A missed credit card payment came at a high cost.
- I signed up for several credit cards when I was in college.
- I ended up missing a payment because I had too many cards.
- This cost me thousands of dollars.
When I was in college, I signed up for my first credit card. It was a card from a clothing store that I liked.
After opening the original card, I found that I liked being able to charge purchases and earn rewards. As a result, I subsequently signed up for several more. At the time, there were no protections to prevent credit card companies from marketing to college students, so I found myself with a wallet full of cards.
Unfortunately, this led me to make a huge mistake with the first card that had long-term consequences in terms of my ability to borrow at an affordable rate. This is what happened.
This was the big mistake I made with my first credit card
After my first credit card inspired me to open several more, I found myself with more cards than I could comfortably handle. As a result, I ended up forgetting that I hadn’t made a payment on that original card even though I had made a purchase on it. And my payment was seriously late, more than 60 days.
The credit card company reported my late payment to the credit reporting agencies, and they also charged me late fees and interest for two months. The record of late payments stayed on my credit report for years, even after I stopped using that store card. And this came at great cost.
This is how my mistake ended up costing me thousands of dollars
The initial cost of late payments came to $70 for two late fees, as well as interest charges on purchases I made. Since I didn’t pay my statement in full by the due date, I paid interest for the two months I had a balance before I realized I was late.
These costs were high enough, but they were only the beginning of the expenses associated with my big mistake. Since I didn’t have much of a credit history at the time I fell behind on my payments, the fact that I was seriously late on my card payments had a big impact on my credit score. It dropped over 100 points, leaving me with a score below 700.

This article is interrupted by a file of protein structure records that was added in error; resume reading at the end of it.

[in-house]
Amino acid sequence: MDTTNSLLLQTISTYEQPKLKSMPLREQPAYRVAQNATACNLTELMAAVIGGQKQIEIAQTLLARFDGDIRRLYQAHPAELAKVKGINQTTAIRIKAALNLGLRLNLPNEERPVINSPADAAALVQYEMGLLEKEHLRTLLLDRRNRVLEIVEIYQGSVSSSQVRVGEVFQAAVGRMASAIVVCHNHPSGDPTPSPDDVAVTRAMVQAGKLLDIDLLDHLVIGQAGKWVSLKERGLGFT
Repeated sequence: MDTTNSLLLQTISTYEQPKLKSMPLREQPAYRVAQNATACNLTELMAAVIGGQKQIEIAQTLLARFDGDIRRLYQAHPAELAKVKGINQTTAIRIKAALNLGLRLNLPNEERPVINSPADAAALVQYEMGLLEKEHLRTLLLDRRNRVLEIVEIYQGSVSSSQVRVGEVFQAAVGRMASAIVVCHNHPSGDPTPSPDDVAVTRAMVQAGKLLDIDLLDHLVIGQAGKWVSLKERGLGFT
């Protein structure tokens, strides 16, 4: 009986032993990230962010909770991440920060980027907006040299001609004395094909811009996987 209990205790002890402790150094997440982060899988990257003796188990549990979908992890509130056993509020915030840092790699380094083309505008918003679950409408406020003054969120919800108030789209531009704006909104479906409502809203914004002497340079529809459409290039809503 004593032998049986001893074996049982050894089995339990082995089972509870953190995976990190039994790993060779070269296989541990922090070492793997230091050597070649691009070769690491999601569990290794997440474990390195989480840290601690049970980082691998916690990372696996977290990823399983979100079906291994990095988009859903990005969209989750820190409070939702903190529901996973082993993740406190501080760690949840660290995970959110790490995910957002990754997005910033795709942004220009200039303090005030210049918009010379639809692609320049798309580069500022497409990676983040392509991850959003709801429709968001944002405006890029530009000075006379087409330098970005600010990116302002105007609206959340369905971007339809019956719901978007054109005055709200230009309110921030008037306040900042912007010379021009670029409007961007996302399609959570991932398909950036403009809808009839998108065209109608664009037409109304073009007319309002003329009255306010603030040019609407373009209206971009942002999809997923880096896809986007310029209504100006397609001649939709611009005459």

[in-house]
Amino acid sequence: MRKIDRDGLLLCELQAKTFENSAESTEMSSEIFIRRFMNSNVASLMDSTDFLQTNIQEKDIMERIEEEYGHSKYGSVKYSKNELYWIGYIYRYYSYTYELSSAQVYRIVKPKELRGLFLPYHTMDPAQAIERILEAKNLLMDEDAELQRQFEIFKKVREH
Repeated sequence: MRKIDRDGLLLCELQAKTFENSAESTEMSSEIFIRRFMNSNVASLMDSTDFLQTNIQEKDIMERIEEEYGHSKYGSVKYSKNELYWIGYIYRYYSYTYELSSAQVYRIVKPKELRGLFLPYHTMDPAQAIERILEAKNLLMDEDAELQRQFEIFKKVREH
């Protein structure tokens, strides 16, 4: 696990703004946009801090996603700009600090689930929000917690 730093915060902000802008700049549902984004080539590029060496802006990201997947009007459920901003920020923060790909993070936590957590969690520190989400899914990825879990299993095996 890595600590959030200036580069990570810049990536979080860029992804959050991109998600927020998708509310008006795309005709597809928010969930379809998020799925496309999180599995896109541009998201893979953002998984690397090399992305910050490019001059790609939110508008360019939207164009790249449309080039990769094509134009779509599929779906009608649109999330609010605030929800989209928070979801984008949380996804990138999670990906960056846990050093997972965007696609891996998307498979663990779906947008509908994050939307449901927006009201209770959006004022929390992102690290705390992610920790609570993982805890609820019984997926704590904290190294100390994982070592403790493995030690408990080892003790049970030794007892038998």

Although I never repeated the mistake I made with my first card, it took me a long time to get my score back to the level where it was considered excellent. And during the time that late payment was dragging down my score, I took out a car loan and a mortgage. While it’s impossible to know exactly how much higher my rates were, I definitely wasn’t offered the most competitive rates as a result of the fact that my credit score was lower than it should have been.
Since both mortgages and auto loans are large debts that are paid off over several years, the interest rate difference resulting from my initial late payment cost me thousands of dollars. Since I never want to find myself with a lower credit score again, I made sure I didn’t make a similar mistake in the future by setting up automatic payments and keeping my number of cards to a manageable level.
Unfortunately, this initial mistake I made shows the extent of the effects of a single credit card mistake. Hopefully others can avoid my mistake by making sure to take extra care with the first card, as it plays a huge role in building your credit history.
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